I love teaching students how to see the social systems shaping everyday life. And in 2019, I won the statewide UConn AAUP Teaching Excellence Award: Early Career. I mainly teach courses that provide theoretical frameworks in medical sociology, disability studies, feminist theory, and science & technology studies (STS). Armed with these tools, students map viewpoints of various stakeholders invested in particular technologies, healthcare issues, or disabilities. Whatever jobs my students go on to do, I want them to leave my courses with confidence in their critical thinking skills and - because of their exposure to sociological thinking, attention to the family context, and the humanistic side of science, medicine & technology - able to do those jobs better and be thoughtful 21st century citizens.
I currently teach the following undergraduate courses: Gender & Science; Feminist Disability Studies; and Biotechnology, Disability and the Family. You can find the syllabi for most of my courses here. At the graduate level, I teach Qualitative Research Methods. I am also currently accepting graduate students who would like to work with me.
STUDENT RESPONSES TO COURSES
It gave me a much broader perspective on medicalization and biotechnology that I barely knew existed; it's taught me about the different moral decisions I will have to make (as a woman, a mother, a responsible member of society) and a whole other sphere of disability that I've never honestly taken to heart. -- Student in Biotechnology, Disability and the Family
This course gave me a sense of individuality and made me feel that I can have a part in the construction of knowledge rather than merely memorizing information that is fed to me...The course shows how little we often know of important social and medical issues. -- Student in Gender and Science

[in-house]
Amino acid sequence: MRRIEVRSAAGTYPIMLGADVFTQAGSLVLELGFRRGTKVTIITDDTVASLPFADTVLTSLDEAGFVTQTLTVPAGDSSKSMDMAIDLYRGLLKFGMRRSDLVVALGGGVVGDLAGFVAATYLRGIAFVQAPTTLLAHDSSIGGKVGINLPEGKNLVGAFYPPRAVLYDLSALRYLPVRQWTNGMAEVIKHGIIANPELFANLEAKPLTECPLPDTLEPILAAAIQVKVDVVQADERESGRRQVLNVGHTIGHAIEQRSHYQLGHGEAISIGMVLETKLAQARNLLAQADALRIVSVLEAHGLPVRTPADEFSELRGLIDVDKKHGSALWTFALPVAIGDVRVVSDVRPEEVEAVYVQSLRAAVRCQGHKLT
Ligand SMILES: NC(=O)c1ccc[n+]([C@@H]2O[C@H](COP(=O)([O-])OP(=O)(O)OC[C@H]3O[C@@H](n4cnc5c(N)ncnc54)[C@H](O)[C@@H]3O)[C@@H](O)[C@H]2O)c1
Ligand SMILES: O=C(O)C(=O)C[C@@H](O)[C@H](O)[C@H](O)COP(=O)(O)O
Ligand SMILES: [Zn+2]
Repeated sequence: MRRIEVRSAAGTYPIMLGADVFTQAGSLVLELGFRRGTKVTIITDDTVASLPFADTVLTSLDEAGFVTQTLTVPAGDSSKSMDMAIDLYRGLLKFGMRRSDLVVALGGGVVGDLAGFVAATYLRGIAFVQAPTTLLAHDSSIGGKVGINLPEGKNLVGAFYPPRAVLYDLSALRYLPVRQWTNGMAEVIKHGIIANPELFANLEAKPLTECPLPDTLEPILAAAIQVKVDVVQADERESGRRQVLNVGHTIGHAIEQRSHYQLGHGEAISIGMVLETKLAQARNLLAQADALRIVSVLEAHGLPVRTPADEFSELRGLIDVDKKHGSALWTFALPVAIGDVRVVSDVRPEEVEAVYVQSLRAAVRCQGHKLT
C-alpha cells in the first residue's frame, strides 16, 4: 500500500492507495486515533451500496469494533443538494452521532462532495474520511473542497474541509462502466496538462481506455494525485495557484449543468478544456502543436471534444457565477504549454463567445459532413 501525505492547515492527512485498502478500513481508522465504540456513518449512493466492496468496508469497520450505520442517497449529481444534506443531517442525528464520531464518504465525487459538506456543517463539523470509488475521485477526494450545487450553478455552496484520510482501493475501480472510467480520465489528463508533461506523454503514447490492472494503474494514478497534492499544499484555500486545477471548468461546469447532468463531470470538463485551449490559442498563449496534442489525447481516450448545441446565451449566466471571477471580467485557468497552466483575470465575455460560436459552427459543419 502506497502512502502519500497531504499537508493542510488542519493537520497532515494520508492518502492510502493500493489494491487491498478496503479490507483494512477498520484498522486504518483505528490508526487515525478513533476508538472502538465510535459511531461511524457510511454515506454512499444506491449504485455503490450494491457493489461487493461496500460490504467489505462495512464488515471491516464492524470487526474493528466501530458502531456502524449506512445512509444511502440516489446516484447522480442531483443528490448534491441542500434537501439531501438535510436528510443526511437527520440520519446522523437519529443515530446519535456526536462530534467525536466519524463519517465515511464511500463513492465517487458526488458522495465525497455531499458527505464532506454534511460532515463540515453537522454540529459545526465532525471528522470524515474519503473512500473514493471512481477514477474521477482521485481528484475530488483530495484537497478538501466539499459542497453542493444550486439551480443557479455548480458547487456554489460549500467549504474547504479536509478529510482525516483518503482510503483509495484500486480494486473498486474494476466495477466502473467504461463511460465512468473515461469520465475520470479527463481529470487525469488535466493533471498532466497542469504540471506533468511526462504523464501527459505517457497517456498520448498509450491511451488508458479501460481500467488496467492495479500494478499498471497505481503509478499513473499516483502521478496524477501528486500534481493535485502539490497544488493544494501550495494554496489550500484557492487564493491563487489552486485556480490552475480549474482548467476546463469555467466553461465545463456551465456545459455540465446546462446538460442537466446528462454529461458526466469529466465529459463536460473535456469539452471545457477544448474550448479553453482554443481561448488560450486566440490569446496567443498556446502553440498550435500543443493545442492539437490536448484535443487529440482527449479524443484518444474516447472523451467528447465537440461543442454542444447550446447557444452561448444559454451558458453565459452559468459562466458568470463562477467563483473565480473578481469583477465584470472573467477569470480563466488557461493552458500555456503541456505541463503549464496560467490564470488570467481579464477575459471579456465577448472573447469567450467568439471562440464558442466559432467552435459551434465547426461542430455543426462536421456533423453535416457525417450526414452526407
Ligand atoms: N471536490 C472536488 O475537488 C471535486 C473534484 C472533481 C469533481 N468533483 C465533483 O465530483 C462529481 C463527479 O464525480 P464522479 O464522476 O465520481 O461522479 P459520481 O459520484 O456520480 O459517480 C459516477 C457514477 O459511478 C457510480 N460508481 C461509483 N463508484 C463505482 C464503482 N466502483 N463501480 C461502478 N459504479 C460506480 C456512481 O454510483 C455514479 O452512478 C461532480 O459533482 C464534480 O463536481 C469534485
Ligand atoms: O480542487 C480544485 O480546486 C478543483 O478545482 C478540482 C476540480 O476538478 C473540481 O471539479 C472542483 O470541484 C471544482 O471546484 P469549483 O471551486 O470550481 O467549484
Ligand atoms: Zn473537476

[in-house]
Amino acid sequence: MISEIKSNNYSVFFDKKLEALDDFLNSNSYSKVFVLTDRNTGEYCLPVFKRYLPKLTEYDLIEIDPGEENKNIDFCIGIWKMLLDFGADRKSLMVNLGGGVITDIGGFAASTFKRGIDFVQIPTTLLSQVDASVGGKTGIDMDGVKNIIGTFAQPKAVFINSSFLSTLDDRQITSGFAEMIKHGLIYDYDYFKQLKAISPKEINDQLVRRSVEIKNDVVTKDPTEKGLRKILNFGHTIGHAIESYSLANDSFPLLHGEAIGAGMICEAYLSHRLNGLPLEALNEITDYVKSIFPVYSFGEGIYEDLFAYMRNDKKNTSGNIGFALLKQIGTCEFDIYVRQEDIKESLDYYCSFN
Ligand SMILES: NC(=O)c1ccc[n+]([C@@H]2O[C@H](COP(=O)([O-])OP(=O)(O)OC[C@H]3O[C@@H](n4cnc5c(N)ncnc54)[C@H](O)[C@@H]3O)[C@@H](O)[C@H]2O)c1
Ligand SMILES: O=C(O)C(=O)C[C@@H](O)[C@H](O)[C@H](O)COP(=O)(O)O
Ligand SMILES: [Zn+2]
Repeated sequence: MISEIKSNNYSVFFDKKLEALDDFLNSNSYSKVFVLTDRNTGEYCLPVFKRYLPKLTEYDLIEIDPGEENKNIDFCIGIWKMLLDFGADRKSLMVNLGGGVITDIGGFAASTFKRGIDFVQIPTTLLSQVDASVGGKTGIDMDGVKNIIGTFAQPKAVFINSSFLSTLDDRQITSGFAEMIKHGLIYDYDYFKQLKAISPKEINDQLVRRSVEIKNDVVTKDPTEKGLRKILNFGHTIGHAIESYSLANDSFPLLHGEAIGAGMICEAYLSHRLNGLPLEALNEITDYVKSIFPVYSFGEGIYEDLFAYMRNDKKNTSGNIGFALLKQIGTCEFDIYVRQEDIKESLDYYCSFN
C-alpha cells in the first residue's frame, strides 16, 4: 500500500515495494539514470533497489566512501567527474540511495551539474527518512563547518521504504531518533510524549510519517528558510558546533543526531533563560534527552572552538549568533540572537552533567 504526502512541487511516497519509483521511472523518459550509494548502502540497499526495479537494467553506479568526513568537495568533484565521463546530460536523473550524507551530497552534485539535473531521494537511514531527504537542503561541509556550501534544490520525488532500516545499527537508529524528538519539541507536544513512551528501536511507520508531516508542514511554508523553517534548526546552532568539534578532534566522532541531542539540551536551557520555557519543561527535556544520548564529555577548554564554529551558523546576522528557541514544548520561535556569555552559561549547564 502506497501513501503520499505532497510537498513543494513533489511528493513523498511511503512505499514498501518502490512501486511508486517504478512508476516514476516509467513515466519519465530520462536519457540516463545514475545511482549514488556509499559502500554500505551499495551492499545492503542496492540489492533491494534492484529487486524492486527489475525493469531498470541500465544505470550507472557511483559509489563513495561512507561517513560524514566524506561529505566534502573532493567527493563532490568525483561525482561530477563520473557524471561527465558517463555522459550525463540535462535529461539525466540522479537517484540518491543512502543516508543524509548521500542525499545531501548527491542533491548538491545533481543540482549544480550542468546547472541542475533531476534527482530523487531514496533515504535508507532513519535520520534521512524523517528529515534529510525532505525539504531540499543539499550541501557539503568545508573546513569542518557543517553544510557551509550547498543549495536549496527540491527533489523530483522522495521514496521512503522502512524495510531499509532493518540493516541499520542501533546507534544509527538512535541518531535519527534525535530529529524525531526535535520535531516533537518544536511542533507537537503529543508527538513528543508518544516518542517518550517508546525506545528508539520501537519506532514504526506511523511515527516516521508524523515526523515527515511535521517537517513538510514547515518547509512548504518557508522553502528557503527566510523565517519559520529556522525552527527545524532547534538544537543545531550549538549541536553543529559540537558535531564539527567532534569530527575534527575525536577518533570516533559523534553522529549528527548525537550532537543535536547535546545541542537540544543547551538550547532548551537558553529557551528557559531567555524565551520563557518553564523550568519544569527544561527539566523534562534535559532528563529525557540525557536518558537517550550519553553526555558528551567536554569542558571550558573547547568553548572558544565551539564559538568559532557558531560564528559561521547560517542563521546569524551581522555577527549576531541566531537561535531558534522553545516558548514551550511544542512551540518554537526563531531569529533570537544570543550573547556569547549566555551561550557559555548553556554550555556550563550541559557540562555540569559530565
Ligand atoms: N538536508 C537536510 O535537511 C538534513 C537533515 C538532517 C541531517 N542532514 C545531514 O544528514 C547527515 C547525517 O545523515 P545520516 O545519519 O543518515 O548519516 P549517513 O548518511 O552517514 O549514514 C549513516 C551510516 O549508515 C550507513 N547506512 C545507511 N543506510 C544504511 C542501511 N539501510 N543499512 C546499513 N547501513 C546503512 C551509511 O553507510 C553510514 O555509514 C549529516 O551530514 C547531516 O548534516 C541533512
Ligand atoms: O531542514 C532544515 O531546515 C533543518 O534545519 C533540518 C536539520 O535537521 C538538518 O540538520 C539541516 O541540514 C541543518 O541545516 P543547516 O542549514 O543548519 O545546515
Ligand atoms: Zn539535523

It's extremely important for [healthcare practitioners] to be aware of medicine and science from this perspective because it's relevant. It's real and it matters. This isn't what they directly teach you in those 6+ years of med school. There it's all about the books. Here it was all about the people. -- Student in Biotechnology, Disability and the Family
I really like that I can critically analyze my surroundings and society. This has probably been one of the most useful classes I have taken during my college career. I learned HOW to think. -- Student in Feminist Disability Studies
It gives me a ground to stand on. A firm one. It gives me confidence to stand on that ground and to build on it; to challenge people who threaten it and ignore it...with society so rapidly changing this is necessary. You can't know where you stand or make change if you're ignorant. This course has removed me from that category. -- Student in Biotechnology, Disability and the Family